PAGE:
–There are lots of Christians who use "Halloween" as a way to judge other Christians and put on a show of their own self-righteousness. Of course that’s not true of everyone, but there are lots who take on a holier-than-thou attitude because they don’t let their kids trick-or-treat.  

–There are lots of people who cite lots of "historical" date about the origin of Halloween and all of the evil it represents. Have you looked it up for yourself? Have you done any actual research? Where do you get your information?  The places where I have seen scholars that do legitimate research on the topic and its origins tend to come up with strikingly different results than that which is popular opinion.  (I’ll try to find some of the articles I have read and post them.)  Don’t quote random crap that you’ve heard from a friend of a friend of your parents that told you 30 years ago when you were 5.  If you’re going to have a reason to stand behind something, know what your reason is and be able to back it up. That’s all I’m saying. Heresay sucks. Period.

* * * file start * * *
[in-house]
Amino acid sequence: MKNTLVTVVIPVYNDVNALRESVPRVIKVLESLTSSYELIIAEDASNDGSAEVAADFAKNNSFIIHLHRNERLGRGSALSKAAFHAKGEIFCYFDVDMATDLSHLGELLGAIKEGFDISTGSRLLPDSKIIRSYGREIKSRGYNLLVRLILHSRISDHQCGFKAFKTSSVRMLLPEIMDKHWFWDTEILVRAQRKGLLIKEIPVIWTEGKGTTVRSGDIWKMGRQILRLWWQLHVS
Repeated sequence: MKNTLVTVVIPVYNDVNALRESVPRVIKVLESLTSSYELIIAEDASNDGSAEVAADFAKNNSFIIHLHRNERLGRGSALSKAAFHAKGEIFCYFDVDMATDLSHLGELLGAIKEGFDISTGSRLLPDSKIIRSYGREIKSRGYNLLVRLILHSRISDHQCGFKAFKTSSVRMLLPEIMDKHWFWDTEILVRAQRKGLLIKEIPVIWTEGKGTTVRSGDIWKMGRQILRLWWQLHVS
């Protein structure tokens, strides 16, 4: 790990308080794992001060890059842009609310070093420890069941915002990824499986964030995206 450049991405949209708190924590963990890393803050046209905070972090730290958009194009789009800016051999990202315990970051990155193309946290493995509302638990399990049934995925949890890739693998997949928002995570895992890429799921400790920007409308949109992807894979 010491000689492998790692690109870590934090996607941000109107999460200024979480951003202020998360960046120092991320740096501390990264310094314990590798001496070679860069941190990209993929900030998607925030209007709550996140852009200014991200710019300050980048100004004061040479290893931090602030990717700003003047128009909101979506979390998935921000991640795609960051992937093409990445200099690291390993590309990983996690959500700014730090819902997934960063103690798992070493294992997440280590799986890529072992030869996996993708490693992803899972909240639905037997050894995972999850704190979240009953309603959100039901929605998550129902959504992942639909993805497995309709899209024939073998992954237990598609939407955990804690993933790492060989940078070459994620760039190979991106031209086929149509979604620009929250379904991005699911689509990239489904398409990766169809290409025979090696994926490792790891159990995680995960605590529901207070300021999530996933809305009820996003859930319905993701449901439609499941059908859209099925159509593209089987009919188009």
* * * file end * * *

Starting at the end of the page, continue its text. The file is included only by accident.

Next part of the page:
–Can you do more harm than good by holing yourself up on Halloween and turning your porch light off so that no one knows your home? Most likely, yes.  You don’t necessarily have to send your kids out dressed as devils and demons, but you shouldn’t necessarily shut your door to your neighbors either.  Is there anything wrong with giving candy and treats to your neighbors’s kids? No. The fact that it’s Halloween doesn’t make it wrong either- if there’s nothing wrong with it on October 30 or November 1st, then why not on October 31st?  If a neighbor willingly knocks on your door and initiates conversation, they can’t get mad at you for taking the opportunity to get to know them better.  They’re the ones on your property, not the other way around. Take the chance to strike up a conversation that’s actually worth something! Is that easy? No. Can I give you lots of tips and how-to’s to evangelize to a trick-or-treater at your doorstep? No…and that’s not necessarily my point. But if they knock on your door that night and you see them outside the next morning, guess what? You have the perfect opportunity to say hello and comment on how cute their kids are. They were adorable! How old are they? Where do they go to school? Oh, my kids go to so-and-so. Where do y’all go to church? Oh, well we’re going to such-and-such and they’ve got this thing going on this month…yada, yada, should come! And just like that, opening your door to a mom with her 5-year old kid dressed as a pirate leads to you getting to invite someone to church.